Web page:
March is Ovarian Cancer Awareness Month. Ovarian cancer is the sixth most common cancer in women in the UK, with around 7,400 new cases diagnosed each year. There are approximately 4,200 ovarian cancer deaths in the UK every year, making ovarian cancer the sixth most common cause of cancer mortality in women. At Barts Cancer Institute (BCI), Queen Mary University of London, ovarian cancer is one of our main areas of focus, with an emphasis on translational research.
In recognition of Ovarian Cancer Awareness Month, we spoke with Dr Michelle Lockley, Group Leader and clinical researcher in BCI’s Centre for Cancer Cell and Molecular Biology. Dr Lockley’s research group focuses on improving treatments for women with ovarian cancer, particularly for those whose tumours are resistant to chemotherapy.
What motivated you to focus on ovarian cancer as a clinical researcher?
Ovarian cancer poses a particular challenge in that chemotherapy initially works very well, however with repeated administration its effectiveness decreases and the cancer becomes resistant to the therapy. Therefore acquired chemotherapy resistance is a major problem for ovarian cancer. If we could preserve some of the initial chemotherapy sensitivity for the duration of a patient’s illness, we could extend survival. So finding strategies that could make this happen is of interest to me. Another aspect of ovarian cancer that interests me is the huge variety that exists in this cancer. There are many different types of ovarian cancer, and each tumour type has its own set of challenges to overcome.
It is important to me that the research I do in the laboratory is relevant to the patients I treat and as a clinical researcher it is valuable - and perhaps rare - that I can bring a clinical perspective into my research.
What is your research focus currently?
Chemotherapy resistance is one of the focuses of my ovarian cancer research, and I aim to improve treatment options for resistant ovarian cancer types. One of the strategies we are pursuing for this currently, in collaboration with Professor Trevor Graham, is an evolutionary approach to managing chemotherapy resistance known as Adaptive Therapy. This involves tailoring treatments for individual patients as their cancer evolves in response to the treatment over time. The pre-clinical work for this project, conducted by one of our Cancer Research UK (CRUK)-funded Clinical Fellows, Dr Helen Hockings, has shown promise in the laboratory and indicates that this approach will preserve chemotherapy sensitivity and prolong survival. We have been working with the CRUK Barts Centre Patient and Public Involvement Research Advisory Group to develop a clinical trial so that women can potentially benefit from this strategy in the future.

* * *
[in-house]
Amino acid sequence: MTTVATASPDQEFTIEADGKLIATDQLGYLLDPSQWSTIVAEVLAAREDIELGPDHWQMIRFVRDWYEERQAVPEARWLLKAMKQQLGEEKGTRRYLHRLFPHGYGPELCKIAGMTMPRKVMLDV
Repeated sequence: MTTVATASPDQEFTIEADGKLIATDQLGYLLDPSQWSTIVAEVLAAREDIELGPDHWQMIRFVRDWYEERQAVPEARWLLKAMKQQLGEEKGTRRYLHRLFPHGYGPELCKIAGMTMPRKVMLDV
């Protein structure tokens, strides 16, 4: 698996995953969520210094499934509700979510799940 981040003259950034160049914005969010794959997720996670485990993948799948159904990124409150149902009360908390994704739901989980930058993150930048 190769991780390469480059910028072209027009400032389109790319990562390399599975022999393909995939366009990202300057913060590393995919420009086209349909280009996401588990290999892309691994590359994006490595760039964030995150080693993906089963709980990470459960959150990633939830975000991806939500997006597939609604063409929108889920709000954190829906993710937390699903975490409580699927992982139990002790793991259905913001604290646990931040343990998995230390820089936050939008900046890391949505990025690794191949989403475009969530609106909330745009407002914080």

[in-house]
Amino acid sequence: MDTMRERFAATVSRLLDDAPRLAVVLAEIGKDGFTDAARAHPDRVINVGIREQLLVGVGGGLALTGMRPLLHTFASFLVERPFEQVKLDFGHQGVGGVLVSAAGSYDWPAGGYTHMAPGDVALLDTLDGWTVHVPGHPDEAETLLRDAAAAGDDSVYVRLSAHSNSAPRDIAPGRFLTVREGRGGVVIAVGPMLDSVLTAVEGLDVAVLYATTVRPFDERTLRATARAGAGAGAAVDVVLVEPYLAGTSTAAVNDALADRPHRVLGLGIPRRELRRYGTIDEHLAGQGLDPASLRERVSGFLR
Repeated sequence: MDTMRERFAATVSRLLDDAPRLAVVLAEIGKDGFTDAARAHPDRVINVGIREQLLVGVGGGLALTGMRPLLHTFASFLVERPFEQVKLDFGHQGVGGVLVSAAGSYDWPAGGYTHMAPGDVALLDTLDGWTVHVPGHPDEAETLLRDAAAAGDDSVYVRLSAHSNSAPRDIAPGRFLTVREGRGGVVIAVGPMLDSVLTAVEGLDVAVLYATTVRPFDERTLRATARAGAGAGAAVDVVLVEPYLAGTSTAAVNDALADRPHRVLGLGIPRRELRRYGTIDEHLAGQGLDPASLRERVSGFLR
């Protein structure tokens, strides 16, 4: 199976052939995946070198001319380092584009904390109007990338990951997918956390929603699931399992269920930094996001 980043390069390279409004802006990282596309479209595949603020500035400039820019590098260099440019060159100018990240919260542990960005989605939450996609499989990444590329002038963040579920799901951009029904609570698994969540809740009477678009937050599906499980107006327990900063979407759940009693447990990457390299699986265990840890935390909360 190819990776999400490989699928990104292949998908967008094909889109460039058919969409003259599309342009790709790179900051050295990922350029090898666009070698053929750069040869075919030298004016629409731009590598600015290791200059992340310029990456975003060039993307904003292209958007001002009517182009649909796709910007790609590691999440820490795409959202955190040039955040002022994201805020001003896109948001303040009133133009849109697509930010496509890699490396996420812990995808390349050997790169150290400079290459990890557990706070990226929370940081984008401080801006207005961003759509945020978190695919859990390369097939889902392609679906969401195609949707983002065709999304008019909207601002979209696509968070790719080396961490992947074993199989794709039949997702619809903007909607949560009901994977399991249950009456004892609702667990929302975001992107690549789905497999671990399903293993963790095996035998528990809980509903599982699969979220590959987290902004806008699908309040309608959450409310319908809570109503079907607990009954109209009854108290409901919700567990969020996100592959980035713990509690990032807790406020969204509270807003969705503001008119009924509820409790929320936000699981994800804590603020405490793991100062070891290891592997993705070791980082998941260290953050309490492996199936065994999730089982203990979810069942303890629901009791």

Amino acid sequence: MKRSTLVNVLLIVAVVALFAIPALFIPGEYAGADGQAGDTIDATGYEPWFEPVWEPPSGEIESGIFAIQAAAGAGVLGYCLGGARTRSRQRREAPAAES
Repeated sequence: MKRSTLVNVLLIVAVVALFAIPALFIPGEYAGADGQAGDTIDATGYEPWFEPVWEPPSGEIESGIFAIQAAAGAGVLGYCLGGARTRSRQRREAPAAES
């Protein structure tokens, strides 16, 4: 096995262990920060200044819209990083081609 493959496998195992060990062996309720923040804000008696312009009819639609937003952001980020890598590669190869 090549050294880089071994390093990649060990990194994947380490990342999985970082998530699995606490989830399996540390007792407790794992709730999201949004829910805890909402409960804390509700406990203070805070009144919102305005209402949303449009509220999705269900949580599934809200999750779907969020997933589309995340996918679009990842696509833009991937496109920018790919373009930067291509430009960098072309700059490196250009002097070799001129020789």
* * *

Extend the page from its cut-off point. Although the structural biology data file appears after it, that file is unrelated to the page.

Another of my clinical research interests is ovarian germ cell tumours. These very rare tumours occur in young patients and have high rates of cure. We have done a lot of clinical work on these, thinking about how we describe their pathology, how we can manage them in terms of their chemotherapy and surgery, and working with international consortia that are devising clinical trials that will recruit across the world for these rare cases. We hope to develop some more translational research ideas for these cancers going forward.
You lead the Barts Gynae Tissue Bank – why is this such an important resource for research?
It is essential that the research we conduct is relevant to patients. Cell lines and animal models are an important tool for cancer research, but we also need to understand what is happening in human cancers by using human samples. So this was the initial motivation for setting up the Barts Gynae Tissue Bank, which collects, stores and shares tissue samples for translational research into gynaecological cancers.
Over the years, and with the support of BCI, the tissue bank has been able to grow and we now collect tissue from multiple London centres, including Barts Health NHS Trust, University College London Hospital and St George’s Hospital. The tissue bank supports the research of internal BCI researchers who may be working on their own or in collaboration with other research centres. Ultimately, the tissue bank allows us to ensure that the research we are doing at BCI reflects the cancers we see in our patients.
What do you anticipate will change in the next 5 years in terms of ovarian cancer treatment?
The big change that we are currently living through is the widespread implementation of PARP inhibitors (drugs that inhibit the repair of damaged DNA in cancer cells, leading to cell death). We are now entering an era where the majority of patients with high-grade epithelial ovarian cancer are likely to receive a PARP inhibitor at some point during their treatment. We know that PARP inhibitors extend progression-free survival, and we are excited that there may be subgroups of patients that we could potentially cure with these treatments; however, we have to wait for data from clinical trials to determine this.
There are also some unanswered questions about how we can use these PARP inhibitors - can we use them repeatedly, can we use them in combination with other treatments? So, I think looking at how we can use PARP inhibitors better may be a focus over the next 5 years.
The other big question is why immune checkpoint inhibitors (drugs that reinvigorate the body’s immune system to recognise and kill cancer cells), which have shown success in a variety of cancer types, do not work for the treatment of the most common types of ovarian cancer. So perhaps understanding why these immune checkpoint inhibitors are unsuccessful and looking at other ways of manipulating the immune system to target ovarian cancer will be an important strand of research over the next 5 years.